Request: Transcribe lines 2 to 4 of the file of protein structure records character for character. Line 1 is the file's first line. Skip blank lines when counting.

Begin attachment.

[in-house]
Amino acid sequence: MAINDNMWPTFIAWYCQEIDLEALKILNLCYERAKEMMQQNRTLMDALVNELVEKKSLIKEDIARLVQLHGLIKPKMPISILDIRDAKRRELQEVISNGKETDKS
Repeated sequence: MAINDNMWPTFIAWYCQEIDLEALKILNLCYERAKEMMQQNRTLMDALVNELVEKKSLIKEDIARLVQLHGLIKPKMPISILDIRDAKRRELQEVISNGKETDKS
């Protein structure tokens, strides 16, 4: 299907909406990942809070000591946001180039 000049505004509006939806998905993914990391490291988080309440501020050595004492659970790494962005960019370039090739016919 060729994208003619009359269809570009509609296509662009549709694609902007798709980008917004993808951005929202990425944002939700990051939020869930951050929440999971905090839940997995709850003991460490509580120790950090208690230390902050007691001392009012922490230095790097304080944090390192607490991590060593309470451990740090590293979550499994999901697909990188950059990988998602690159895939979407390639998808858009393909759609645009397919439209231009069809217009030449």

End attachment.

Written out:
Amino acid sequence: MAINDNMWPTFIAWYCQEIDLEALKILNLCYERAKEMMQQNRTLMDALVNELVEKKSLIKEDIARLVQLHGLIKPKMPISILDIRDAKRRELQEVISNGKETDKS
Repeated sequence: MAINDNMWPTFIAWYCQEIDLEALKILNLCYERAKEMMQQNRTLMDALVNELVEKKSLIKEDIARLVQLHGLIKPKMPISILDIRDAKRRELQEVISNGKETDKS
């Protein structure tokens, strides 16, 4: 299907909406990942809070000591946001180039 000049505004509006939806998905993914990391490291988080309440501020050595004492659970790494962005960019370039090739016919 060729994208003619009359269809570009509609296509662009549709694609902007798709980008917004993808951005929202990425944002939700990051939020869930951050929440999971905090839940997995709850003991460490509580120790950090208690230390902050007691001392009012922490230095790097304080944090390192607490991590060593309470451990740090590293979550499994999901697909990188950059990988998602690159895939979407390639998808858009393909759609645009397919439209231009069809217009030449």